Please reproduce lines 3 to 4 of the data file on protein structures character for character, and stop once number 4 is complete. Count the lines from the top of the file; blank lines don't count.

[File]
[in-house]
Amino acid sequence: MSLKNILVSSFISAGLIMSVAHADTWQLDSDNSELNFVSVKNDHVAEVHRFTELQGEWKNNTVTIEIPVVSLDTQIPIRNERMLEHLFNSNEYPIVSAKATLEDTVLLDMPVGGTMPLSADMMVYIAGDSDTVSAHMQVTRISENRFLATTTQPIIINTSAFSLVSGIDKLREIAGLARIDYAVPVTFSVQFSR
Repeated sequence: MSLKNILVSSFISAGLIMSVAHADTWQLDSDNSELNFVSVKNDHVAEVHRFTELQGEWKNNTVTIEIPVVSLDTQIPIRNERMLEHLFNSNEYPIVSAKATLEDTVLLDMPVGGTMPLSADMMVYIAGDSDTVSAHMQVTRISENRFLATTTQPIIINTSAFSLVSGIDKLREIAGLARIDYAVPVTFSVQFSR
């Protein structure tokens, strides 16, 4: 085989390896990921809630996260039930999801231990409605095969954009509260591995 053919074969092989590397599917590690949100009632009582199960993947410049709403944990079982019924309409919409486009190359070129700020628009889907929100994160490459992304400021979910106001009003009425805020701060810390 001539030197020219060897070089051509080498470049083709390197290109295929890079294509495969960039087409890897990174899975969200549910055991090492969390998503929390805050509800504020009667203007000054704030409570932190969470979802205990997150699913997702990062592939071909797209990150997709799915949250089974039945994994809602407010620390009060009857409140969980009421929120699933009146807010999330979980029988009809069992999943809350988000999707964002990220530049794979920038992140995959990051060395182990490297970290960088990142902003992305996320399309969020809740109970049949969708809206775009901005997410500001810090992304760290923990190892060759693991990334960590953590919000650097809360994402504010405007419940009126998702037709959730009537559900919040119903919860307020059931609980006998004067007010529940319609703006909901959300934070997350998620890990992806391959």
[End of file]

Repeated sequence: MSLKNILVSSFISAGLIMSVAHADTWQLDSDNSELNFVSVKNDHVAEVHRFTELQGEWKNNTVTIEIPVVSLDTQIPIRNERMLEHLFNSNEYPIVSAKATLEDTVLLDMPVGGTMPLSADMMVYIAGDSDTVSAHMQVTRISENRFLATTTQPIIINTSAFSLVSGIDKLREIAGLARIDYAVPVTFSVQFSR
């Protein structure tokens, strides 16, 4: 085989390896990921809630996260039930999801231990409605095969954009509260591995 053919074969092989590397599917590690949100009632009582199960993947410049709403944990079982019924309409919409486009190359070129700020628009889907929100994160490459992304400021979910106001009003009425805020701060810390 001539030197020219060897070089051509080498470049083709390197290109295929890079294509495969960039087409890897990174899975969200549910055991090492969390998503929390805050509800504020009667203007000054704030409570932190969470979802205990997150699913997702990062592939071909797209990150997709799915949250089974039945994994809602407010620390009060009857409140969980009421929120699933009146807010999330979980029988009809069992999943809350988000999707964002990220530049794979920038992140995959990051060395182990490297970290960088990142902003992305996320399309969020809740109970049949969708809206775009901005997410500001810090992304760290923990190892060759693991990334960590953590919000650097809360994402504010405007419940009126998702037709959730009537559900919040119903919860307020059931609980006998004067007010529940319609703006909901959300934070997350998620890990992806391959």